The world financial system was going to crash in 2008 with or without Lehman. From Peter Tchir at Academy Securities via zerohedge.com:
Everyone seems to be talking about the Lehman Moment again this week.
While there is a debate around whether Evergrande is a Lehman Moment or not, that misses the crux of the problem, Lehman never was a “moment” at least by any standard definition of “moment”. The Lehman bankruptcy was an important event, maybe even a seminal event during the Great Financial Crisis, but it was not a “moment”. I cannot tell why, of all the important events that occurred during the Financial Crisis, and leading up to it, the nation has embraced this concept of the Lehman Moment? Maybe because it has the beauty of pinning the blame on a now non-existent Wall Street firm? It is always nice to have a scapegoat, a single moment in time or person that you can blame, especially when that person or entity isn’t well regarded. Lehman seems to fit the bill well. Much better than blaming it on individuals taking out NINJA loans (the No Income No Job Application loans were one of my favorite terms of the crisis). Maybe we don’t want to blame any other number of actors that failed before or after Lehman for their mistakes, because they hit too close to home (i.e., maybe we as a nation would have to shoulder more blame). Maybe too many of the surviving actors don’t want to be associated with their part of the crisis, so they too like to pin it on Lehman. It is probably too difficult to go back in time and argue that some policies from D.C. may have contributed to the problem (worth thinking about in an era where D.C. seems to “know” better than we do, what we need). There are a lot of reasons why the Lehman Moment has caught on, I just don’t think it is accurate. I have not seen one single report explaining why Lehman going bankrupt or not would have affected the price of homes in Las Vegas.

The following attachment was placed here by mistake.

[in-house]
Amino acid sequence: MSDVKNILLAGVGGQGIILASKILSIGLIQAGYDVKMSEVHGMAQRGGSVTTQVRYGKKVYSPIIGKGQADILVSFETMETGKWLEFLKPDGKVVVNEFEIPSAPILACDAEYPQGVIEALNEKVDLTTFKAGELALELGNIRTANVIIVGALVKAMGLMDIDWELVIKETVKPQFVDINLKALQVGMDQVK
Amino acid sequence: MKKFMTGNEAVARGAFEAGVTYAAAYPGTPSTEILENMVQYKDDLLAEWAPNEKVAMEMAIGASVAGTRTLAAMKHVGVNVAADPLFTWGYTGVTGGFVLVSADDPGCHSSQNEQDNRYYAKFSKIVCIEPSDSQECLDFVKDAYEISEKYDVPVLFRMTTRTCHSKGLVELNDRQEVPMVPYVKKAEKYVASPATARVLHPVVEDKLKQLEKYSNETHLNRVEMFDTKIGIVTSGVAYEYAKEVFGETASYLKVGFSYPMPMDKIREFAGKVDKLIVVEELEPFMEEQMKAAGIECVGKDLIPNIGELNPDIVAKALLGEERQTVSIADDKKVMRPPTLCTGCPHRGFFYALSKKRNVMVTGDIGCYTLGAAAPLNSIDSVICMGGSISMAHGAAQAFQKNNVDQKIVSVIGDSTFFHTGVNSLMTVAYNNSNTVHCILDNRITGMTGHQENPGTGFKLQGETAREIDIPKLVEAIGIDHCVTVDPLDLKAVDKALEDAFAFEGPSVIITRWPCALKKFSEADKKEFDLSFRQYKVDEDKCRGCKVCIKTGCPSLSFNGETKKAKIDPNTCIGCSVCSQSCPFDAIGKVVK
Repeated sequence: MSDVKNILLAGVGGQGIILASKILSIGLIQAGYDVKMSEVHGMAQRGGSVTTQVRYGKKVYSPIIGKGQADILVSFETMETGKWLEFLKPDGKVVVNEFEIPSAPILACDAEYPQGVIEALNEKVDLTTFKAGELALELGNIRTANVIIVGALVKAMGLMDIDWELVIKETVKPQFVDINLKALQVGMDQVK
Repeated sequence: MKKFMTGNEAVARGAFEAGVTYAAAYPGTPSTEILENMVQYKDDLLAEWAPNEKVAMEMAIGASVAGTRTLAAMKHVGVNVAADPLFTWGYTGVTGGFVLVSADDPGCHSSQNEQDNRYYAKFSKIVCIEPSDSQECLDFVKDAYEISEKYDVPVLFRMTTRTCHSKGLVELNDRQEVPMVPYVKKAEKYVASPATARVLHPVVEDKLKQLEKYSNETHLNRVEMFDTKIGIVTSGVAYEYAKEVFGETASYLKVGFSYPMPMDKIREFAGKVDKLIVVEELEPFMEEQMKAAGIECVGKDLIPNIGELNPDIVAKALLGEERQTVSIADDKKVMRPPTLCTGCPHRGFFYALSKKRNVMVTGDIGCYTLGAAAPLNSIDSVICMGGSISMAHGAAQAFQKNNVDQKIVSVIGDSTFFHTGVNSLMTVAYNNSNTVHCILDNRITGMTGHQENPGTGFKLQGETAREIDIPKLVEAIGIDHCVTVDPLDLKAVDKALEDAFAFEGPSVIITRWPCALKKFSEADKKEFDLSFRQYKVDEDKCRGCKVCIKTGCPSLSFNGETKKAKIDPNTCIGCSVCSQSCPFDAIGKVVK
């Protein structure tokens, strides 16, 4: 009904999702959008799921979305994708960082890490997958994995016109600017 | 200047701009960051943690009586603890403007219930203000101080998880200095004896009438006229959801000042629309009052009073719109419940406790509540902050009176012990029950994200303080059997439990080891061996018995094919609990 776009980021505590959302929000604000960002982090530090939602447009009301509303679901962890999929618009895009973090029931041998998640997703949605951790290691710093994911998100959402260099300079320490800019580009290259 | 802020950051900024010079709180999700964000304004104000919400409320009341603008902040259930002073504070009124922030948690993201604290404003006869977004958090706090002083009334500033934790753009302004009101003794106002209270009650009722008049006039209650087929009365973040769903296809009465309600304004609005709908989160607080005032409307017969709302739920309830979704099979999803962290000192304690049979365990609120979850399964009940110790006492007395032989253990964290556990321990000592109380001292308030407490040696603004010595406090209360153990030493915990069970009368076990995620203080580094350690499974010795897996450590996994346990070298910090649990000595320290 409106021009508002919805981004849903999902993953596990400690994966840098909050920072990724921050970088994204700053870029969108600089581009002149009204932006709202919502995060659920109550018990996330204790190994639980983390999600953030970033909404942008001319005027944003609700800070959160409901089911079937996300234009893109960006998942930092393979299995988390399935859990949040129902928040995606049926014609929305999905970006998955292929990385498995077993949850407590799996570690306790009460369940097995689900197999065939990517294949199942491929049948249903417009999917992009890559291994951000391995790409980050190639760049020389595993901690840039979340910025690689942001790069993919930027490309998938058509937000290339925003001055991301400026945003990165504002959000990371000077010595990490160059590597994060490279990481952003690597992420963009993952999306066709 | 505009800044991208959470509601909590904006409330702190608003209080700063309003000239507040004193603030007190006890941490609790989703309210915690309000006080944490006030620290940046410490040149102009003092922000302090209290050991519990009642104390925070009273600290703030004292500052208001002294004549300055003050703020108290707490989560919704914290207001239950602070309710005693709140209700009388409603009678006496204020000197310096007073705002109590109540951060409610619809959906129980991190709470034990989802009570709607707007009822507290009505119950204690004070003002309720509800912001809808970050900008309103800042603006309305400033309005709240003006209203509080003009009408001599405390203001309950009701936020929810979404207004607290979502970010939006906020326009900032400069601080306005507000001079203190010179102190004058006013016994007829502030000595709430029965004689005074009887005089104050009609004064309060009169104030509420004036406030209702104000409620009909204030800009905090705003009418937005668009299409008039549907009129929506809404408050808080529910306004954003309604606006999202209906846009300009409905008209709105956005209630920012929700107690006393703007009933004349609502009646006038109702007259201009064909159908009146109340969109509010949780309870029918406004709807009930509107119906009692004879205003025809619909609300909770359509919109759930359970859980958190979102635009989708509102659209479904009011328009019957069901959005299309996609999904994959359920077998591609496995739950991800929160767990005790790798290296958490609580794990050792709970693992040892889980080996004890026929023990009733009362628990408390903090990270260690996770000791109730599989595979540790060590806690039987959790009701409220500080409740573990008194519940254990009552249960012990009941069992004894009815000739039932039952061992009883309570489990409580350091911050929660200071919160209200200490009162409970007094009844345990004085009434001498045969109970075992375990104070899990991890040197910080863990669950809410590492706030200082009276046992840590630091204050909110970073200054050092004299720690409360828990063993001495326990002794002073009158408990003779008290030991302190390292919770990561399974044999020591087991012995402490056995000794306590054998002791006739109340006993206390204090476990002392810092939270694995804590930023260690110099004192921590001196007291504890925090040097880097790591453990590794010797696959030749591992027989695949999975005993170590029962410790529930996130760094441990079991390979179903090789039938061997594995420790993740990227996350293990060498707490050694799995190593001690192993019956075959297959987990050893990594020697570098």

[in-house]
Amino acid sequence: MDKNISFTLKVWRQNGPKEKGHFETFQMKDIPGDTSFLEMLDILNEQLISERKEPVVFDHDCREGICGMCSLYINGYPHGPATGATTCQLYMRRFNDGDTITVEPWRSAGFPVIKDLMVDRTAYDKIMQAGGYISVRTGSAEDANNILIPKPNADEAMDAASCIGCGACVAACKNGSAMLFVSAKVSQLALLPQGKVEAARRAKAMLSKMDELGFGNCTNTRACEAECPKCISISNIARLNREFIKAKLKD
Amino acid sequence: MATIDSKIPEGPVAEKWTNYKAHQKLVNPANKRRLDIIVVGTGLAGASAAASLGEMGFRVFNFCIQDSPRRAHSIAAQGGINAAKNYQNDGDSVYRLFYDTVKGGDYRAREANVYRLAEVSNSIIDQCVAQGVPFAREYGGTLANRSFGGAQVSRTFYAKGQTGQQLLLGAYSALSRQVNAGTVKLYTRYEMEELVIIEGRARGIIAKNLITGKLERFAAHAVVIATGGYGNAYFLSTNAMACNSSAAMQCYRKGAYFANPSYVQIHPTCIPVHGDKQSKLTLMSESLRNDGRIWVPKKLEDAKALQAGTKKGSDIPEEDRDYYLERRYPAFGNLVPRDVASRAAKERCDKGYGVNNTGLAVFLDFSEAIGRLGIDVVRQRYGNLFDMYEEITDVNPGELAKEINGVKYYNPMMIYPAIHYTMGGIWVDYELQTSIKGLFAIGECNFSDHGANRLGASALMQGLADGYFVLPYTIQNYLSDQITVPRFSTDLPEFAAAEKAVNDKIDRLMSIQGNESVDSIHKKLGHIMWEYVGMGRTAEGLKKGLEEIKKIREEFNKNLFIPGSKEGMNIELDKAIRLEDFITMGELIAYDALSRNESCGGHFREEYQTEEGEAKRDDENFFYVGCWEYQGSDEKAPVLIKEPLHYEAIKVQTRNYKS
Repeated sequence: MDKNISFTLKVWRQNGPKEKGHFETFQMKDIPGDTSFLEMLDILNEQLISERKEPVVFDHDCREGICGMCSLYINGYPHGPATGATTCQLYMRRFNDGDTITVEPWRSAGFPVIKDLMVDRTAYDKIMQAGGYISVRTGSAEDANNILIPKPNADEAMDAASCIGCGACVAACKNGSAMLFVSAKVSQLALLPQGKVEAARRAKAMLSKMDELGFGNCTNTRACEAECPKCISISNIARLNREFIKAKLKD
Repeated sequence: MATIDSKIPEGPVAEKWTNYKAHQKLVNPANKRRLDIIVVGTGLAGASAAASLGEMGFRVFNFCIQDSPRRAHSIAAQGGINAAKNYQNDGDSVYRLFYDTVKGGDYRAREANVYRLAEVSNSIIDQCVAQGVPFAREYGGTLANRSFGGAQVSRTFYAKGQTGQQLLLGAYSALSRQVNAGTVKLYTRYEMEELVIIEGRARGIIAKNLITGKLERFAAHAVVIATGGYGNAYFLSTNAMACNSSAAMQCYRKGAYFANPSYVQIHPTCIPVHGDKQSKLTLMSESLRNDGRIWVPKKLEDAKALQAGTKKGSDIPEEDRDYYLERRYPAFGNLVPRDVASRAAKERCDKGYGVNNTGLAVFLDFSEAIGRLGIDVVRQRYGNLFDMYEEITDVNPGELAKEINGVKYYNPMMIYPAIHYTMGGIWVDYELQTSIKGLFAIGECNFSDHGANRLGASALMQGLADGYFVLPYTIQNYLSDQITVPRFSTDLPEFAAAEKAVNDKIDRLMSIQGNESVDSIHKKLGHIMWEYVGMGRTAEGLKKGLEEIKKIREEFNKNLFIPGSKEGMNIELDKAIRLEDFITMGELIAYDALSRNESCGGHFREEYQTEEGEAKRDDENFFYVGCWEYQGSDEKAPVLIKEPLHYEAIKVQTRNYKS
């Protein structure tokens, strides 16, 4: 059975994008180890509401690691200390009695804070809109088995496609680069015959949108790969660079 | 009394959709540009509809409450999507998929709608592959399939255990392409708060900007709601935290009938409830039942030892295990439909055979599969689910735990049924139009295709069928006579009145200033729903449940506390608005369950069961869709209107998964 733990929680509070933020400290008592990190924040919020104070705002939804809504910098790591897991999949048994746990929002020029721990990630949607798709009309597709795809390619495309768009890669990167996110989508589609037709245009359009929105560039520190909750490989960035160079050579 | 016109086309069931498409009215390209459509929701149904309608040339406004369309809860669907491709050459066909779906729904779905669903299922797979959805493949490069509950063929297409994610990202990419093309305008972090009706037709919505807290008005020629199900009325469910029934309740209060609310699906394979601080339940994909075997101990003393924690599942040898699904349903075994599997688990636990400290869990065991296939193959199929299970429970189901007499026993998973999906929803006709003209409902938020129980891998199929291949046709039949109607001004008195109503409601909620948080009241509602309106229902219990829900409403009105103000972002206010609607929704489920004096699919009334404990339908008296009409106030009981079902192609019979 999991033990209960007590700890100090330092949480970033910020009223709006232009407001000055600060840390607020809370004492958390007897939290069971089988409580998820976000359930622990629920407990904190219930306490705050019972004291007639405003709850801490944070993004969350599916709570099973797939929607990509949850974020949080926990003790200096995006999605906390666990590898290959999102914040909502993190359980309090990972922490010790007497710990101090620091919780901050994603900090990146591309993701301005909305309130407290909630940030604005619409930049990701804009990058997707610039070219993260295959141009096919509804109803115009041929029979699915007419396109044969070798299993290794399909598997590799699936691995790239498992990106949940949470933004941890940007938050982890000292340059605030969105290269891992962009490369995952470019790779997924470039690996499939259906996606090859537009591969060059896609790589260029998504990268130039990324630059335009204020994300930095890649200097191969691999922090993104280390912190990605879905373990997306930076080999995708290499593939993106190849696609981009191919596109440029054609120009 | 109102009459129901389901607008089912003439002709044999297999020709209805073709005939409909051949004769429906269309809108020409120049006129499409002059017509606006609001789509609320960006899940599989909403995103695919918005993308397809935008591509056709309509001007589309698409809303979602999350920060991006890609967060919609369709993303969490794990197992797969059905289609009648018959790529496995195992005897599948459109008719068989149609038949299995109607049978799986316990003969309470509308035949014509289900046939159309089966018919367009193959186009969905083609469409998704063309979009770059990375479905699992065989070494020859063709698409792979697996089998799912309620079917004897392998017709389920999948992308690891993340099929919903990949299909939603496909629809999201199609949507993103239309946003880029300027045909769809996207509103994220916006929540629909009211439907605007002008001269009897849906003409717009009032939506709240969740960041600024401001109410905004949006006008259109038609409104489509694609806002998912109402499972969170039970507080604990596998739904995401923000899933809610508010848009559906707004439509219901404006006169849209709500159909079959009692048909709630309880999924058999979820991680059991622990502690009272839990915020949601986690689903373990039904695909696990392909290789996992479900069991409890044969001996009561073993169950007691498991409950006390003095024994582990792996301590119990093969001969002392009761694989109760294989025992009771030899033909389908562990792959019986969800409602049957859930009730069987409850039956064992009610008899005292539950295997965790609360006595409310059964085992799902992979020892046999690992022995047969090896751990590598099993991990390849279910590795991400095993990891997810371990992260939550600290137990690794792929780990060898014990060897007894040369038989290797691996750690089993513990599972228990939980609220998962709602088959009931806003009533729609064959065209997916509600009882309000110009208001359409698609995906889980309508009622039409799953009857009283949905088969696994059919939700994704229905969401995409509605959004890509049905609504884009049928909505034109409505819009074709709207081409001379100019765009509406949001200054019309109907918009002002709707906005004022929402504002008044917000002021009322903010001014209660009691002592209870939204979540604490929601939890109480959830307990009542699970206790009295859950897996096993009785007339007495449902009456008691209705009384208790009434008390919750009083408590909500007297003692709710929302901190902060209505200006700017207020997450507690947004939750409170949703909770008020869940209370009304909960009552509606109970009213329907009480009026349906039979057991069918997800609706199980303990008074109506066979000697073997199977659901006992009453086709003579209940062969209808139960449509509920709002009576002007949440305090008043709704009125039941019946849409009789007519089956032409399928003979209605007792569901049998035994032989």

I believe, that had Lehman been “saved” the problems we faced would still have been result, we just would have taken a more circuitous route. That an inexorable chain of events had been started before Lehman and would have continued regardless of saving Lehman or not.